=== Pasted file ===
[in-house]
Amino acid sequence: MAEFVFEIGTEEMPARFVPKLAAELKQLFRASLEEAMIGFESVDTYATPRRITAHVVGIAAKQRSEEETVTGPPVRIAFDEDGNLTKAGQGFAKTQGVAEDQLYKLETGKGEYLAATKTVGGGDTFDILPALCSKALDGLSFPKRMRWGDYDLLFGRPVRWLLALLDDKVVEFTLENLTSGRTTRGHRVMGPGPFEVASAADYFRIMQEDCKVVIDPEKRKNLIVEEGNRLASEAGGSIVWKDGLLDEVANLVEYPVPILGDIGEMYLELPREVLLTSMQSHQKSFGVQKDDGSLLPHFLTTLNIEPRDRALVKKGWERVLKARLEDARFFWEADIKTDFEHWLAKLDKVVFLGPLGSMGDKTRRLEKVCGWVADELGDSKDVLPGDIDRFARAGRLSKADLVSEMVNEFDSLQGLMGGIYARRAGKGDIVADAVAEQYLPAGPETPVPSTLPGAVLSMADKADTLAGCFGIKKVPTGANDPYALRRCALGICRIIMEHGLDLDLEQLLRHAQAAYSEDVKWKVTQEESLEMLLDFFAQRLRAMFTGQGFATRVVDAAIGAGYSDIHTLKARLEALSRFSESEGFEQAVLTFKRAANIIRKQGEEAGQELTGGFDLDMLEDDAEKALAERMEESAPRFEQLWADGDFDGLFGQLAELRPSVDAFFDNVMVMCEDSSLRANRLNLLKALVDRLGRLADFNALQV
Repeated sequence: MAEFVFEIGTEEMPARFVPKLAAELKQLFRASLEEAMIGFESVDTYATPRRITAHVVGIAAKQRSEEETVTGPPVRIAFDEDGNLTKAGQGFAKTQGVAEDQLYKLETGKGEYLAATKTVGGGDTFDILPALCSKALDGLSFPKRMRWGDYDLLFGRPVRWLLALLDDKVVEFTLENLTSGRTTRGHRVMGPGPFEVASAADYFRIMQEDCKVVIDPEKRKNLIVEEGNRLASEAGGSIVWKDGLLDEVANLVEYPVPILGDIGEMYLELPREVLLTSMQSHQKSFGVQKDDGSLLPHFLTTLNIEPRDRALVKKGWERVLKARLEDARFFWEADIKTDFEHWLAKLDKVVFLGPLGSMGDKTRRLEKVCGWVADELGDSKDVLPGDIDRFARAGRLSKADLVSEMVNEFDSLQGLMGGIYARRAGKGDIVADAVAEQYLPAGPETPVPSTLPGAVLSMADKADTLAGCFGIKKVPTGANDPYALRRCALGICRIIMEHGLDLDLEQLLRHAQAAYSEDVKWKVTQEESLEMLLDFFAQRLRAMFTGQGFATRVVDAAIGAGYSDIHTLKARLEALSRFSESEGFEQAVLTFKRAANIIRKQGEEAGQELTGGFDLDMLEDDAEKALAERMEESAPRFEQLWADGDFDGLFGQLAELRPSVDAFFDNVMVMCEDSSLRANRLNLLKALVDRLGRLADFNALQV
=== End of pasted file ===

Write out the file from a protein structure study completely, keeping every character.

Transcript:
[in-house]
Amino acid sequence: MAEFVFEIGTEEMPARFVPKLAAELKQLFRASLEEAMIGFESVDTYATPRRITAHVVGIAAKQRSEEETVTGPPVRIAFDEDGNLTKAGQGFAKTQGVAEDQLYKLETGKGEYLAATKTVGGGDTFDILPALCSKALDGLSFPKRMRWGDYDLLFGRPVRWLLALLDDKVVEFTLENLTSGRTTRGHRVMGPGPFEVASAADYFRIMQEDCKVVIDPEKRKNLIVEEGNRLASEAGGSIVWKDGLLDEVANLVEYPVPILGDIGEMYLELPREVLLTSMQSHQKSFGVQKDDGSLLPHFLTTLNIEPRDRALVKKGWERVLKARLEDARFFWEADIKTDFEHWLAKLDKVVFLGPLGSMGDKTRRLEKVCGWVADELGDSKDVLPGDIDRFARAGRLSKADLVSEMVNEFDSLQGLMGGIYARRAGKGDIVADAVAEQYLPAGPETPVPSTLPGAVLSMADKADTLAGCFGIKKVPTGANDPYALRRCALGICRIIMEHGLDLDLEQLLRHAQAAYSEDVKWKVTQEESLEMLLDFFAQRLRAMFTGQGFATRVVDAAIGAGYSDIHTLKARLEALSRFSESEGFEQAVLTFKRAANIIRKQGEEAGQELTGGFDLDMLEDDAEKALAERMEESAPRFEQLWADGDFDGLFGQLAELRPSVDAFFDNVMVMCEDSSLRANRLNLLKALVDRLGRLADFNALQV
Repeated sequence: MAEFVFEIGTEEMPARFVPKLAAELKQLFRASLEEAMIGFESVDTYATPRRITAHVVGIAAKQRSEEETVTGPPVRIAFDEDGNLTKAGQGFAKTQGVAEDQLYKLETGKGEYLAATKTVGGGDTFDILPALCSKALDGLSFPKRMRWGDYDLLFGRPVRWLLALLDDKVVEFTLENLTSGRTTRGHRVMGPGPFEVASAADYFRIMQEDCKVVIDPEKRKNLIVEEGNRLASEAGGSIVWKDGLLDEVANLVEYPVPILGDIGEMYLELPREVLLTSMQSHQKSFGVQKDDGSLLPHFLTTLNIEPRDRALVKKGWERVLKARLEDARFFWEADIKTDFEHWLAKLDKVVFLGPLGSMGDKTRRLEKVCGWVADELGDSKDVLPGDIDRFARAGRLSKADLVSEMVNEFDSLQGLMGGIYARRAGKGDIVADAVAEQYLPAGPETPVPSTLPGAVLSMADKADTLAGCFGIKKVPTGANDPYALRRCALGICRIIMEHGLDLDLEQLLRHAQAAYSEDVKWKVTQEESLEMLLDFFAQRLRAMFTGQGFATRVVDAAIGAGYSDIHTLKARLEALSRFSESEGFEQAVLTFKRAANIIRKQGEEAGQELTGGFDLDMLEDDAEKALAERMEESAPRFEQLWADGDFDGLFGQLAELRPSVDAFFDNVMVMCEDSSLRANRLNLLKALVDRLGRLADFNALQV